Die-attach Materials and Processes


A Lead-free Solution for Power and High-power Applications

BY MURIEL THOMAS, Ph.D., Umicore Precious Metals

The die-attach layer has two main functions: mechanical fixation of the die on its substrate, and dissipation of heat generated in the die. Especially in power and high-power applications, generated heat density is high. Therefore, conventional die-attach adhesives or eutectic solder alloys are not suitable as die-attach materials. For these applications, high-melting solder alloys are used, which contain more than 85% lead by weight, and do not satisfy the requirements of RoHS. Since there is no established lead-free substitute on the market, high-lead alloys are included on the exemption list of RoHS for these applications. However, die-attach materials that satisfy the requirements of RoHS do exist.

Requirements for Die-attach Materials

High heat dissipation throughout package life: To achieve this, the solder alloy needs to cover completely the surface between leadframe and die for good solder wetting on leadframe and die metallization, and low void rate on the die-attach layer. Typically, for power and high-power applications, maximum void rate allowed is 5%.

Figure 1a. Wire dispensing process.
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Resistance against thermal fatigue: During package life, the joint is subjected to cyclic heating and cooling. The mismatch in coefficient of thermal expansion (CTE) between the die and the leadframe induces shear stress, which leads to so-called thermal fatigue in the joint. The die-attach layer needs to withstand thermal fatigue to ensure joint reliability.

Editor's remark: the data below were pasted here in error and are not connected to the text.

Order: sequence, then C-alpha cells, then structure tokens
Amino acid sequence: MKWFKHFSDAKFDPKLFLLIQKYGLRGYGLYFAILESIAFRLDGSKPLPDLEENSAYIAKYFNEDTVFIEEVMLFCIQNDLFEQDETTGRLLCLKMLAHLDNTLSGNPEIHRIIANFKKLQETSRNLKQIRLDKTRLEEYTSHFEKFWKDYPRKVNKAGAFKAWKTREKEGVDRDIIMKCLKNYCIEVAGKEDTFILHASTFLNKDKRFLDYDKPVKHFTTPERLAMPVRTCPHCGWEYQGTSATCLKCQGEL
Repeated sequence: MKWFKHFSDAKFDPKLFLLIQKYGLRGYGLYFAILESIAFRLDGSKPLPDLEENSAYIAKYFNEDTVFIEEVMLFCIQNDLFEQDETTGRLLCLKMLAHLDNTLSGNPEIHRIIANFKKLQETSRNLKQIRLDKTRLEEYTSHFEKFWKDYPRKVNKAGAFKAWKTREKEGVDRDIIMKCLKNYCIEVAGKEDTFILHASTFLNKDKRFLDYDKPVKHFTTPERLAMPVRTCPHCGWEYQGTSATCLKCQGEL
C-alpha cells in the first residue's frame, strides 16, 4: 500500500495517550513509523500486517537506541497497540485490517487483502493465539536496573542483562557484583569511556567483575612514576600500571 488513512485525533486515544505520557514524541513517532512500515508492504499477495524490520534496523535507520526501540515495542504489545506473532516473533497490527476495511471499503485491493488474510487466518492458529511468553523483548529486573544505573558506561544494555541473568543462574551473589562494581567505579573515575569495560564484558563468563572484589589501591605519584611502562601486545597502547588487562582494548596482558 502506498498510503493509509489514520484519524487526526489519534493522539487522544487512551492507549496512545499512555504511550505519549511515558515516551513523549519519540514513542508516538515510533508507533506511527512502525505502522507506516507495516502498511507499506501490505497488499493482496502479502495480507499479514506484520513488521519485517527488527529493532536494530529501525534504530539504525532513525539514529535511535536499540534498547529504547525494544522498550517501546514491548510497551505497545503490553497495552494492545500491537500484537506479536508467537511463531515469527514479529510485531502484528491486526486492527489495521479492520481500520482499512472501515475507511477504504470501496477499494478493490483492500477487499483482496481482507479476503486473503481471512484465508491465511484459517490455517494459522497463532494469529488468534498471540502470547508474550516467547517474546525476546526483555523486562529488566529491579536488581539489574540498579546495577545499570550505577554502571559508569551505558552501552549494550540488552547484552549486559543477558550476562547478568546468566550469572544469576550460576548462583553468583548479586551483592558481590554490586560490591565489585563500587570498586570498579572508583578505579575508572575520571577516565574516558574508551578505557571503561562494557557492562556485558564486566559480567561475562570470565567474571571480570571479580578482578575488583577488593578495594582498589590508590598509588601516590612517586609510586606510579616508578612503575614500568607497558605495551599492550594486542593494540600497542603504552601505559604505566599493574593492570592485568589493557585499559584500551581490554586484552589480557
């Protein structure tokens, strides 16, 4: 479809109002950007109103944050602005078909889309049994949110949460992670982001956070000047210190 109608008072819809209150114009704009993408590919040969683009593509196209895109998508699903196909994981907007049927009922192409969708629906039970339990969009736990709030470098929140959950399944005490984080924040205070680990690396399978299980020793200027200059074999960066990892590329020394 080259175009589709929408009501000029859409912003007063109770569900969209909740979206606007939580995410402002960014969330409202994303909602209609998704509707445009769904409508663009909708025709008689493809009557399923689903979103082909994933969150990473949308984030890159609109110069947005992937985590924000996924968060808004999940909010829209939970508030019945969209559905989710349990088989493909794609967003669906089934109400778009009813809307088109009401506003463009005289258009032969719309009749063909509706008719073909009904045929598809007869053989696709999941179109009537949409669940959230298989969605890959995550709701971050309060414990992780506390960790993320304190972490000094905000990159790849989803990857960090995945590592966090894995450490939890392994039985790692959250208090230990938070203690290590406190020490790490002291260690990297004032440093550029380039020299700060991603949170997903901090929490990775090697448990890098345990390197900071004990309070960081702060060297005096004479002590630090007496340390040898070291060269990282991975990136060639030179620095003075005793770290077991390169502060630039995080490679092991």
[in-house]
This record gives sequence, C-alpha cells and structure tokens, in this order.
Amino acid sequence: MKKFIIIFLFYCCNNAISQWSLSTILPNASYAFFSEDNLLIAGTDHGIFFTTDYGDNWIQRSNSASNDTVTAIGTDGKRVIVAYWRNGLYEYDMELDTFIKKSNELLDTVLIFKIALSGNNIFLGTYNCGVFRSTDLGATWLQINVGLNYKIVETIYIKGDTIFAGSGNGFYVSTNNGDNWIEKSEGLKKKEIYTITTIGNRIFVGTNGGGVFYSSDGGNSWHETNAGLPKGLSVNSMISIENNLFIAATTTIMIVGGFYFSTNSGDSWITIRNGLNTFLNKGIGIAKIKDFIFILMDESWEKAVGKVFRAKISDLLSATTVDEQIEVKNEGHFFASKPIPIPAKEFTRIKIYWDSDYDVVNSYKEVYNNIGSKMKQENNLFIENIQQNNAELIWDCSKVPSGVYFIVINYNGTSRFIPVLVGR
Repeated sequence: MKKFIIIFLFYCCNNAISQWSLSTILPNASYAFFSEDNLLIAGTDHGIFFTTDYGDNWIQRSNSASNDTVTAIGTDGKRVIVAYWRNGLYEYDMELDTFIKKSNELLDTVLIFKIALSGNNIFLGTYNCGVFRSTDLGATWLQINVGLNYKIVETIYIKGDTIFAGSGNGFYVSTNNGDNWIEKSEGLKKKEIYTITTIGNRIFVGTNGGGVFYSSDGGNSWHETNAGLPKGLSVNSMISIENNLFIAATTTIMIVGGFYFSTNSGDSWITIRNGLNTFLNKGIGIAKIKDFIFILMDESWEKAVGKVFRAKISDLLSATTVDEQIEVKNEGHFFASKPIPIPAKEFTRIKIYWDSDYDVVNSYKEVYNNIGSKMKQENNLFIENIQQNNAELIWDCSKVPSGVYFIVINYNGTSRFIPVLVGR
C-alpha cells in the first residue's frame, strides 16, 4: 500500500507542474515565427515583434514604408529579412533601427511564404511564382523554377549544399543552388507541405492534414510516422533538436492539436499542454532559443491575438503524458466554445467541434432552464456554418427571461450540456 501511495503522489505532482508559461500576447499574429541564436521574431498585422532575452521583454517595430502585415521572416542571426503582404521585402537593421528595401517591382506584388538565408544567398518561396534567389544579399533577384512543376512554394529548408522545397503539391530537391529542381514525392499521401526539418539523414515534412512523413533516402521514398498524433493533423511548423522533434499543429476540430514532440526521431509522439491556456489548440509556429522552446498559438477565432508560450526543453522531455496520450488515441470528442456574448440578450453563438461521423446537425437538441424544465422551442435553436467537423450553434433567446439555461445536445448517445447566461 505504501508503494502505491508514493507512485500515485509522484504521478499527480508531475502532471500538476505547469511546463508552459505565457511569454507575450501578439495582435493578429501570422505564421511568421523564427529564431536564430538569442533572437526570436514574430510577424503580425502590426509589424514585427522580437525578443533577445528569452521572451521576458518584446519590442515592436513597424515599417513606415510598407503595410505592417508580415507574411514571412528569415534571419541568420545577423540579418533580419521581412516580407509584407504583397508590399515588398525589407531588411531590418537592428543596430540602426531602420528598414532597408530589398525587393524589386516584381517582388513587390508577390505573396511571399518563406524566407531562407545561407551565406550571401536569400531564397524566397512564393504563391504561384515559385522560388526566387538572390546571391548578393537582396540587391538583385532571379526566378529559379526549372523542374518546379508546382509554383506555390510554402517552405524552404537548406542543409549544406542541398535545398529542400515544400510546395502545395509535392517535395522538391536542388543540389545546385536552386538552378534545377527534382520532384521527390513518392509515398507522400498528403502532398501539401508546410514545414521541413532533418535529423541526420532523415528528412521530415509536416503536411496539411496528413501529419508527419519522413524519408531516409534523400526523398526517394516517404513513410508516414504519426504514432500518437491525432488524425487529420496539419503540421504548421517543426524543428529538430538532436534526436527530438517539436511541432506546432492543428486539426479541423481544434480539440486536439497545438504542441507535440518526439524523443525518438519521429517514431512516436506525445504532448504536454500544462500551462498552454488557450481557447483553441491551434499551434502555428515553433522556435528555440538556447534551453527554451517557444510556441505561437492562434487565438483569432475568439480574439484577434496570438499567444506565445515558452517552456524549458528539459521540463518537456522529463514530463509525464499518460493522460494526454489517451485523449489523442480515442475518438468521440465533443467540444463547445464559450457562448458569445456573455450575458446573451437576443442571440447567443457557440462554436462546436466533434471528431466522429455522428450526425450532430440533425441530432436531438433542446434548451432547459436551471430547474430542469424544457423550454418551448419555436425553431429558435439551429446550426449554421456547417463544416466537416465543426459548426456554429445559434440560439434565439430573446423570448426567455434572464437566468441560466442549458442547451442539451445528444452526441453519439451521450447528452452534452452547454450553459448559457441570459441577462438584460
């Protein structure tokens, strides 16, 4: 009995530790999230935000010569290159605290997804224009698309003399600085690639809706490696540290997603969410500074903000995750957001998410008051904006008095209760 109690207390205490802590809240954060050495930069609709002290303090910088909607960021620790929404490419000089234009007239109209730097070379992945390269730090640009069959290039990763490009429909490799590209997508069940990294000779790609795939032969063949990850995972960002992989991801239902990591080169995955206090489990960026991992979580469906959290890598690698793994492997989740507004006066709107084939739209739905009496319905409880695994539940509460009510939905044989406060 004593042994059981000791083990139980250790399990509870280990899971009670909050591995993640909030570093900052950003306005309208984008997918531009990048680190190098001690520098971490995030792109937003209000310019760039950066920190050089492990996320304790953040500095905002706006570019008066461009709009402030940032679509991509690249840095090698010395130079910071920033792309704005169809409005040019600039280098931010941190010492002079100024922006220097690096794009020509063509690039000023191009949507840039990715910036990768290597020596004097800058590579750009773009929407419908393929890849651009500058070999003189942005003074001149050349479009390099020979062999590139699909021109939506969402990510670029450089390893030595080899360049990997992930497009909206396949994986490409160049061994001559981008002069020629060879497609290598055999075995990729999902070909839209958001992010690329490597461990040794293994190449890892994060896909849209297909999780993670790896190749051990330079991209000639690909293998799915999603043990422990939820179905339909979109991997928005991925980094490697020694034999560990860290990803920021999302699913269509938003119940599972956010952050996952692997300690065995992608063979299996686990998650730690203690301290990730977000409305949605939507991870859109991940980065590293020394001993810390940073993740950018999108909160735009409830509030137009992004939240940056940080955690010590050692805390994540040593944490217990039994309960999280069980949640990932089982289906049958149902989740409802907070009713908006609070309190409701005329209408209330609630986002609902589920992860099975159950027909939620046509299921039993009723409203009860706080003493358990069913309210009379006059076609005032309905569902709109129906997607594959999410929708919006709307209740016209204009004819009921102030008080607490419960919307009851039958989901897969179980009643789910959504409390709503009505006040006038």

Figure 1b. Paste printing process.
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Typical die-attach materials are PbSn, PbSnAg or PbInAg alloys (Table 1). These alloys wet conventional substrates and die metallizations due to the formation of intermetallic compounds, which build an adhesion layer between substrate or die metallization and bulk solder. To achieve the best wetting and lowest void rate, the solder material should contain the lowest possible oxide content.

Figure 1c. Paste dispensing process.
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High-lead alloys withstand thermal fatigue stress because they are soft, have a wide elastic deformation range, and can survive plastic deformation. This allows them to compensate the shear stress induced in the die-attach layer. Additionally, the finer the alloy micro-structure directly after reflow and during the package lifetime, the slower fatigue crack propagation, and the more reliable the die-attach joint. Unfortunately, alloys with the finest micro-structures are more prone to oxidation, and therefore more difficult to handle and process to achieve good wetting and low void rate. Thus, the best solder alloy for a given application is always the best compromise between reliability requirements and processing requirements.

Figure 1d. Paste pin transfer process.
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High-lead solder alloys are available on the market as wire or paste. Solder wires are typically produced by an alloyed billet via extrusion, a drawing process, or continuous casting. Because solder wires are used in a flux-free die-attach process, the alloy needs to have high purity and no surface contamination. Therefore, lubricant is not allowed during production.

High-lead solder pastes are a mixture of alloyed solder powder and a binder, or flux, and are produced by mixing the solder powder and the binder before subjecting the paste to special treatments to adjust rheological properties such as viscosity, slump, and tackiness.